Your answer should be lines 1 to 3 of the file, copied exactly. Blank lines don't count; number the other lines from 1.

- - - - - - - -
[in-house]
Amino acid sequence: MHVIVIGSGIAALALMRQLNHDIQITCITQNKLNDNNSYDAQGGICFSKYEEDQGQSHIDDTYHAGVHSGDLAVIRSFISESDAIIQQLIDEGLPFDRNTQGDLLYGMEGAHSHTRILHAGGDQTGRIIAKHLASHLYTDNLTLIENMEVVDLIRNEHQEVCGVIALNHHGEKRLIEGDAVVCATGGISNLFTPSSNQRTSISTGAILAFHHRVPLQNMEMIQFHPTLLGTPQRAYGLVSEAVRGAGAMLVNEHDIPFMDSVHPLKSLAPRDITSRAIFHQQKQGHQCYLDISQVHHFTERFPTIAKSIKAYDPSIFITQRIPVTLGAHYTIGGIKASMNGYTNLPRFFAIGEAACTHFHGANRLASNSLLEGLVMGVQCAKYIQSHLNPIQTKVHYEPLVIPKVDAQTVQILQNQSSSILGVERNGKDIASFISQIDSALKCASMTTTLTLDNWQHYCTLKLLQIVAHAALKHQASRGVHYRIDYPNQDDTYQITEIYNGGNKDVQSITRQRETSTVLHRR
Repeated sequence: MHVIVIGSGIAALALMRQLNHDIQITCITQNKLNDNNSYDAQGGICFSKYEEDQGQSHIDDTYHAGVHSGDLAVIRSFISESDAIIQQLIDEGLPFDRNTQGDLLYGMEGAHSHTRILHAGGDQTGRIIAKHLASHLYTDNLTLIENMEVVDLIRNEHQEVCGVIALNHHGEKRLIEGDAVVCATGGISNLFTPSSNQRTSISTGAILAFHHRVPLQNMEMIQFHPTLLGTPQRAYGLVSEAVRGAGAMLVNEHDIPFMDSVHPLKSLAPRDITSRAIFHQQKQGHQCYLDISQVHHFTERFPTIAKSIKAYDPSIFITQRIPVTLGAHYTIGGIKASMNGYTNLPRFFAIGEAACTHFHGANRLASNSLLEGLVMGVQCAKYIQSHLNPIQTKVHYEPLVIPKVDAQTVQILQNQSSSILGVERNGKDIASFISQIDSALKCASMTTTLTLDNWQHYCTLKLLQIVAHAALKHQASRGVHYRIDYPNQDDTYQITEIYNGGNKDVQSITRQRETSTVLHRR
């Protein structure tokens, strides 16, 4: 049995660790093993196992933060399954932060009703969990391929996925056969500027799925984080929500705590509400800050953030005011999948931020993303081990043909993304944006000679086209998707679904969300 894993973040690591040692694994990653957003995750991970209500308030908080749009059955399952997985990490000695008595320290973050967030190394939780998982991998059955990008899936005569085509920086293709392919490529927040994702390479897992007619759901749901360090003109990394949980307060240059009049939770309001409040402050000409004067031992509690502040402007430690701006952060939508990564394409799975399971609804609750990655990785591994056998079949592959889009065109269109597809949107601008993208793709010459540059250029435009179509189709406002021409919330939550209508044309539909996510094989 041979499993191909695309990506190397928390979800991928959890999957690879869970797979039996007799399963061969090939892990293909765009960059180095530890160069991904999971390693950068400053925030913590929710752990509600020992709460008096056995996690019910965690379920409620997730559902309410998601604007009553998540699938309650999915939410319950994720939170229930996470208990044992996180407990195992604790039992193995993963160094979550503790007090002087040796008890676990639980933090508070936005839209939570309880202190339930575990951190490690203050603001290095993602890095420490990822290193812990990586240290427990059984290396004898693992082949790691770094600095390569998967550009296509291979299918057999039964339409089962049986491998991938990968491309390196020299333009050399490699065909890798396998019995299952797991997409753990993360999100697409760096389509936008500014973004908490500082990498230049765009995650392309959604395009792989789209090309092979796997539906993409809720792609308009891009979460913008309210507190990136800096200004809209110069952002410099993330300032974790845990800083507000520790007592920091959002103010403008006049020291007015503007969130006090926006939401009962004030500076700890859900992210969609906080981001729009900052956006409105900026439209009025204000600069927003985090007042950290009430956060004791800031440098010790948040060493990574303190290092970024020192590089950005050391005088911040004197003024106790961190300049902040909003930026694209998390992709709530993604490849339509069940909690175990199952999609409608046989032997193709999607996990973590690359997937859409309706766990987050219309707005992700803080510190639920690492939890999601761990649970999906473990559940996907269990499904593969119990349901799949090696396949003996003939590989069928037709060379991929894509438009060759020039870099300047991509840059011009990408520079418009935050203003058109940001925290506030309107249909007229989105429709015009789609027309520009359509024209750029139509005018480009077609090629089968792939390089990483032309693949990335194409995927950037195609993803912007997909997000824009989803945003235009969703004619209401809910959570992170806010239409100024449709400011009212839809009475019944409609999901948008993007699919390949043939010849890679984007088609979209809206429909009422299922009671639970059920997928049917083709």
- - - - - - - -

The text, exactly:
[in-house]
Amino acid sequence: MHVIVIGSGIAALALMRQLNHDIQITCITQNKLNDNNSYDAQGGICFSKYEEDQGQSHIDDTYHAGVHSGDLAVIRSFISESDAIIQQLIDEGLPFDRNTQGDLLYGMEGAHSHTRILHAGGDQTGRIIAKHLASHLYTDNLTLIENMEVVDLIRNEHQEVCGVIALNHHGEKRLIEGDAVVCATGGISNLFTPSSNQRTSISTGAILAFHHRVPLQNMEMIQFHPTLLGTPQRAYGLVSEAVRGAGAMLVNEHDIPFMDSVHPLKSLAPRDITSRAIFHQQKQGHQCYLDISQVHHFTERFPTIAKSIKAYDPSIFITQRIPVTLGAHYTIGGIKASMNGYTNLPRFFAIGEAACTHFHGANRLASNSLLEGLVMGVQCAKYIQSHLNPIQTKVHYEPLVIPKVDAQTVQILQNQSSSILGVERNGKDIASFISQIDSALKCASMTTTLTLDNWQHYCTLKLLQIVAHAALKHQASRGVHYRIDYPNQDDTYQITEIYNGGNKDVQSITRQRETSTVLHRR
Repeated sequence: MHVIVIGSGIAALALMRQLNHDIQITCITQNKLNDNNSYDAQGGICFSKYEEDQGQSHIDDTYHAGVHSGDLAVIRSFISESDAIIQQLIDEGLPFDRNTQGDLLYGMEGAHSHTRILHAGGDQTGRIIAKHLASHLYTDNLTLIENMEVVDLIRNEHQEVCGVIALNHHGEKRLIEGDAVVCATGGISNLFTPSSNQRTSISTGAILAFHHRVPLQNMEMIQFHPTLLGTPQRAYGLVSEAVRGAGAMLVNEHDIPFMDSVHPLKSLAPRDITSRAIFHQQKQGHQCYLDISQVHHFTERFPTIAKSIKAYDPSIFITQRIPVTLGAHYTIGGIKASMNGYTNLPRFFAIGEAACTHFHGANRLASNSLLEGLVMGVQCAKYIQSHLNPIQTKVHYEPLVIPKVDAQTVQILQNQSSSILGVERNGKDIASFISQIDSALKCASMTTTLTLDNWQHYCTLKLLQIVAHAALKHQASRGVHYRIDYPNQDDTYQITEIYNGGNKDVQSITRQRETSTVLHRR